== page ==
So my question is, is there any such site, or any such method, that would work for finding hostels with family rooms in Japan that you know of?

(In case you’re wondering why, hostels can be considerably cheaper than hotels and are usually also more social.)

Query Logs and evaluation of search engines

I’m taking a course about Information Retrieval and we had a quiz involving the evaluation of search engines.

We had a problematic question regarding “Query Logs” (basically recording the queries that users searched in the past and their response for the queries e.g links clicked), and I hope you can help me figure out the answer:

Using query logs can improve the retrieval efficiency of the search engine by:

  • A. Learning common typos in queries
  • B. Learning the connection between pages the users clicked as the result of different queries
  • C. Saving popular queries in a cache
  • D. A + B + C
  • E. A + B + C doesn’t affect the efficiency of retrieval
  • F. The Collection of query logs can’t affect the efficiency of retrieval

I circled option D (A+B+C) and I was wrong.

My Lecturer refuses to reveal the correct answer – I can appeal about her decision but I want to be certain I’m correct.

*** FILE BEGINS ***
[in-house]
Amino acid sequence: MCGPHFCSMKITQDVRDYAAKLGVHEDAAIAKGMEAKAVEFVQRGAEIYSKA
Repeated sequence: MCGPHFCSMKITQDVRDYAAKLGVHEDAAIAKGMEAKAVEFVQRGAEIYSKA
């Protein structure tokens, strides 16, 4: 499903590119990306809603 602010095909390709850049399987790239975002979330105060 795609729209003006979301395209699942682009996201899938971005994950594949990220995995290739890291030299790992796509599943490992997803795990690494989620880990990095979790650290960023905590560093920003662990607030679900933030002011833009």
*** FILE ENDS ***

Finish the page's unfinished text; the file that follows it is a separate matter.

The explanation for my answer: the question talked about improving the retrieval efficiency, and to the best of my knowledge retrieval efficiency is the time measured from when the user clicked “Search” until the user received the results back.

Therefore, I think A is correct because if we learn common typing mistakes in queries we can create a dictionary of those common errors and create spell correction algorithms. For example if many users typed “bast” instead of “best”, we can use a data structure similar to a cache. (However, this might require an enormous amount of memory, but the question didn’t mention memory efficiency)

I think C is correct because we can save the results of the popular queries in a cache instead of using the (fairly slow) posting file.

B is the only option that I’m not sure why is correct, but I assumed that if A and C are correct, B can be correct.

Could you please tell me what you think about the question and my answers?

Thank you!

Submit your website for free to hundreds of search engines – updated link

Awhile back we wrote a blog post that drove thousands of people to the website each month that gave them a list of hundreds of smaller search engines that you can manually submit your website to. We have updated the post and added it to our new website blog which you can find here if you are interested:

Was it necessary to submit website to all search engines once a month

I do receive some emails from SEO companies where they are mentioning some important to-do tasks in monthly SEO campaign for a blog or website.
In that, automated monthly submission to 100+ search engines.

What is this so called? Is it necessary? Does all SEO companies do follow this practice?
Requesting your answer to make a decision.